White south Africans don't gauge the success of the country by how much the black majority has gained, instead they obsess about what little they have had to give up. Never acknowledging that they have been by far the biggest benficiaries in post-apartheid SA.

Ronit (#1,557)

While yes, crime does happen, it's not nearly as pervasive and widespread as the media portrays it

South Africa is one of the most crime-ridden countries in the world.

janine (#248)

Guy's got a good point about the military response, but I'm not a huge fan of the attempt at equivalence. You can't compare Haiti to Indonesia or the American midwest. It reminds me of the comparisons between New Orleans and post 9/11 New York. This is destruction on a completely other scale. You can flood the entire state of Nebraska and it would be devastating, but there'd be lots of the US government left to help people.

the Loud Coast (#1,362)

We have to speculate about the design of Baghdad's Green Zone: whether it was a significant modern form and whether many cities around the world will have permanent militarized quarters within our lifetimes. While its too early to say whether this is becoming a global trend, its a critical issue to consider. Have any cities constructed "green zones" recently without the precedent of a disaster?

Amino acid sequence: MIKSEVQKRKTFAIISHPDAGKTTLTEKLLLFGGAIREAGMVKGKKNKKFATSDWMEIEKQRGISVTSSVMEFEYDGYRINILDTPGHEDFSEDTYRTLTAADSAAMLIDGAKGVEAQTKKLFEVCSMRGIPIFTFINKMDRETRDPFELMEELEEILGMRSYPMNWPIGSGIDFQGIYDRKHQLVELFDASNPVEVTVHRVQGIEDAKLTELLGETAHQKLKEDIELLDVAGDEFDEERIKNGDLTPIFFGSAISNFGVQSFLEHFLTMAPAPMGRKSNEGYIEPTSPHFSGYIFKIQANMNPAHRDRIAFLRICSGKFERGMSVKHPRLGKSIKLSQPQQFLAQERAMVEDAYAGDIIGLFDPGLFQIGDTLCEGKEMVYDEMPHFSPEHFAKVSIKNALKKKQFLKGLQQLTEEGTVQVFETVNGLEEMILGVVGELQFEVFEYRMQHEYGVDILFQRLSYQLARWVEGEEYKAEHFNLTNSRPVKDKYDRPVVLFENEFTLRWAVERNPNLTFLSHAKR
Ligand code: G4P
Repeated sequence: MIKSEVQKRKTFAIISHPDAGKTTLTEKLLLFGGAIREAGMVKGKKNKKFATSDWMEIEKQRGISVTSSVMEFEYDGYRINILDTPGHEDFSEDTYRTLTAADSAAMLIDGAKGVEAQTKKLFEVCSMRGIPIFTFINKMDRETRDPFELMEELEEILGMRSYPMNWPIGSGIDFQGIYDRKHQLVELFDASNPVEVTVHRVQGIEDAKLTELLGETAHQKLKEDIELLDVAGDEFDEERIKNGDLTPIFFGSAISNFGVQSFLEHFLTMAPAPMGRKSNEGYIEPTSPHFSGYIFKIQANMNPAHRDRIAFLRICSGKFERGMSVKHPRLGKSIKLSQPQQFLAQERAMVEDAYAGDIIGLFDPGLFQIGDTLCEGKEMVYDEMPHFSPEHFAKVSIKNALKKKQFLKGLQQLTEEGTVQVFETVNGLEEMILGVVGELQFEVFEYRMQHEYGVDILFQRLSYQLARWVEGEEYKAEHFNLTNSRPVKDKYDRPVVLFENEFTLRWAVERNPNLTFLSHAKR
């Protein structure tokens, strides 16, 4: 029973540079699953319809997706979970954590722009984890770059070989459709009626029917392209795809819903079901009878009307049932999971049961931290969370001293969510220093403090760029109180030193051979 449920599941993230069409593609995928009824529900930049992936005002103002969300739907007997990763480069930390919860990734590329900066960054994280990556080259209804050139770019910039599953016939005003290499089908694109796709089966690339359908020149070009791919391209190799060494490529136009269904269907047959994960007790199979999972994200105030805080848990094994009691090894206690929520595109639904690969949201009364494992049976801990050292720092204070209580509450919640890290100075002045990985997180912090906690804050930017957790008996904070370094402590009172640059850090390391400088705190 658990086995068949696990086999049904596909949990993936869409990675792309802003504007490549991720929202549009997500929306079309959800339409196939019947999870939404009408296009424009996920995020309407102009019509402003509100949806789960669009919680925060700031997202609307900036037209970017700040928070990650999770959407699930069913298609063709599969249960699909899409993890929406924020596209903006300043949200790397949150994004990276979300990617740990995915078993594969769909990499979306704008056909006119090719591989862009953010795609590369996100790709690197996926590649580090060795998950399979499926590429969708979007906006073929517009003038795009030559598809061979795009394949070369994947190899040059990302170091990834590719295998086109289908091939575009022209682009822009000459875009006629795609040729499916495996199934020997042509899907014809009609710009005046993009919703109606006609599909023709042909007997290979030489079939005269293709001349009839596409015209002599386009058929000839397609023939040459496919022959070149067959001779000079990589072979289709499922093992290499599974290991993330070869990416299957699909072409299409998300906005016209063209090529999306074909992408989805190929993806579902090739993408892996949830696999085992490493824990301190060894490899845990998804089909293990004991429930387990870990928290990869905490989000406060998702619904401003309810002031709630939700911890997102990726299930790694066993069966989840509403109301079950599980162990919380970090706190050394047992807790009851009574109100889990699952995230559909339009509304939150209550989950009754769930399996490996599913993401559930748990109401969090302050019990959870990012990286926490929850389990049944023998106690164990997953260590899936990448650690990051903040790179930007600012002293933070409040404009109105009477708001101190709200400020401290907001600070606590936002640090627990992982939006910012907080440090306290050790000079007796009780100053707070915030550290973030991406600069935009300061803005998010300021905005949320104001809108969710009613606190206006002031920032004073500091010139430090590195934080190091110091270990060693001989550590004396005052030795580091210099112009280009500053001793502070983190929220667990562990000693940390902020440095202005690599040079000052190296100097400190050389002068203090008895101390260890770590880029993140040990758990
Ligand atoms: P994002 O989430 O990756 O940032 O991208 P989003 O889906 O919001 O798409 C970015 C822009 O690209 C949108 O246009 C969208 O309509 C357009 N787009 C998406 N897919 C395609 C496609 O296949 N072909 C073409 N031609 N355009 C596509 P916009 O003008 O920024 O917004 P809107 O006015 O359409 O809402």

sigerson (#179)

I thought the Slate article was harsh and overstated. The local government and the UN mission were both completely disabled by the earthquake and the infrastructure (inadequate to begin with) was decimated. Flying into an environment where there is no law and no institutional structure to maintain order, even when the people there are peaceful members of a civil society, requires that stability be ensured ASAP.

Furthermore, the US military moves people and goods faster than anybody else. Ever hear the phrase "An Army travels on its stomach"? NOBODY could land at the airport efficiently until the Air Force set up air traffic control.

Maevemealone (#968)